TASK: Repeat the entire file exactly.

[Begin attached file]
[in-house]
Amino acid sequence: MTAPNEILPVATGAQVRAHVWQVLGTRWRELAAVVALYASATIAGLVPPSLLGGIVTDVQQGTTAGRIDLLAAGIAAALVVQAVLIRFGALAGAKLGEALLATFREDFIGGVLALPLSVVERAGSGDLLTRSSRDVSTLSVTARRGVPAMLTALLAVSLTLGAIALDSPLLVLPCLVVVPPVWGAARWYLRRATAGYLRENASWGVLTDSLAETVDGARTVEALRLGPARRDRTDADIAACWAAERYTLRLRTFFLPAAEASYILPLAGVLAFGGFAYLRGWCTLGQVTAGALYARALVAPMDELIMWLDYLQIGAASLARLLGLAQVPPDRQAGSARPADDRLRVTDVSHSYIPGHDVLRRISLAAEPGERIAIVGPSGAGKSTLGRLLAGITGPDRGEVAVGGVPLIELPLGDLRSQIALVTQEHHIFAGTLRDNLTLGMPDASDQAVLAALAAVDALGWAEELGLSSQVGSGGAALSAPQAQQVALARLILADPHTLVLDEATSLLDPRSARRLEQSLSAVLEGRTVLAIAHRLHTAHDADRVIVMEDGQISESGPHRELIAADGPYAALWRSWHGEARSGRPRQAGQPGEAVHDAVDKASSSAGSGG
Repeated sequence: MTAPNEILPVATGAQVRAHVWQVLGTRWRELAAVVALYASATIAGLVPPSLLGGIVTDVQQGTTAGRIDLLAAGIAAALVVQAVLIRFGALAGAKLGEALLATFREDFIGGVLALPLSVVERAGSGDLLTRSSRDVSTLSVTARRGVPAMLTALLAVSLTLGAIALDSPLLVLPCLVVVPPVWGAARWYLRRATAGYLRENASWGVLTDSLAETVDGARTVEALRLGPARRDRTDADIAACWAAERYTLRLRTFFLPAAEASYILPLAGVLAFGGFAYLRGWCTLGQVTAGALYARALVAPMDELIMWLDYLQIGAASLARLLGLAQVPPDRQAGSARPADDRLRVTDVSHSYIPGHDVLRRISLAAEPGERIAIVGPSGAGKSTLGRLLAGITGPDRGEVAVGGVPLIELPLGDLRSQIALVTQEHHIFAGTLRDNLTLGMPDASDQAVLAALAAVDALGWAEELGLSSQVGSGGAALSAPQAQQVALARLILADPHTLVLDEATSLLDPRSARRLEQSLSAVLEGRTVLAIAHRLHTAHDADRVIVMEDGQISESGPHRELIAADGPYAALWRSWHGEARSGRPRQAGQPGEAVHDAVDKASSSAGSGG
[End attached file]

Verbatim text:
[in-house]
Amino acid sequence: MTAPNEILPVATGAQVRAHVWQVLGTRWRELAAVVALYASATIAGLVPPSLLGGIVTDVQQGTTAGRIDLLAAGIAAALVVQAVLIRFGALAGAKLGEALLATFREDFIGGVLALPLSVVERAGSGDLLTRSSRDVSTLSVTARRGVPAMLTALLAVSLTLGAIALDSPLLVLPCLVVVPPVWGAARWYLRRATAGYLRENASWGVLTDSLAETVDGARTVEALRLGPARRDRTDADIAACWAAERYTLRLRTFFLPAAEASYILPLAGVLAFGGFAYLRGWCTLGQVTAGALYARALVAPMDELIMWLDYLQIGAASLARLLGLAQVPPDRQAGSARPADDRLRVTDVSHSYIPGHDVLRRISLAAEPGERIAIVGPSGAGKSTLGRLLAGITGPDRGEVAVGGVPLIELPLGDLRSQIALVTQEHHIFAGTLRDNLTLGMPDASDQAVLAALAAVDALGWAEELGLSSQVGSGGAALSAPQAQQVALARLILADPHTLVLDEATSLLDPRSARRLEQSLSAVLEGRTVLAIAHRLHTAHDADRVIVMEDGQISESGPHRELIAADGPYAALWRSWHGEARSGRPRQAGQPGEAVHDAVDKASSSAGSGG
Repeated sequence: MTAPNEILPVATGAQVRAHVWQVLGTRWRELAAVVALYASATIAGLVPPSLLGGIVTDVQQGTTAGRIDLLAAGIAAALVVQAVLIRFGALAGAKLGEALLATFREDFIGGVLALPLSVVERAGSGDLLTRSSRDVSTLSVTARRGVPAMLTALLAVSLTLGAIALDSPLLVLPCLVVVPPVWGAARWYLRRATAGYLRENASWGVLTDSLAETVDGARTVEALRLGPARRDRTDADIAACWAAERYTLRLRTFFLPAAEASYILPLAGVLAFGGFAYLRGWCTLGQVTAGALYARALVAPMDELIMWLDYLQIGAASLARLLGLAQVPPDRQAGSARPADDRLRVTDVSHSYIPGHDVLRRISLAAEPGERIAIVGPSGAGKSTLGRLLAGITGPDRGEVAVGGVPLIELPLGDLRSQIALVTQEHHIFAGTLRDNLTLGMPDASDQAVLAALAAVDALGWAEELGLSSQVGSGGAALSAPQAQQVALARLILADPHTLVLDEATSLLDPRSARRLEQSLSAVLEGRTVLAIAHRLHTAHDADRVIVMEDGQISESGPHRELIAADGPYAALWRSWHGEARSGRPRQAGQPGEAVHDAVDKASSSAGSGG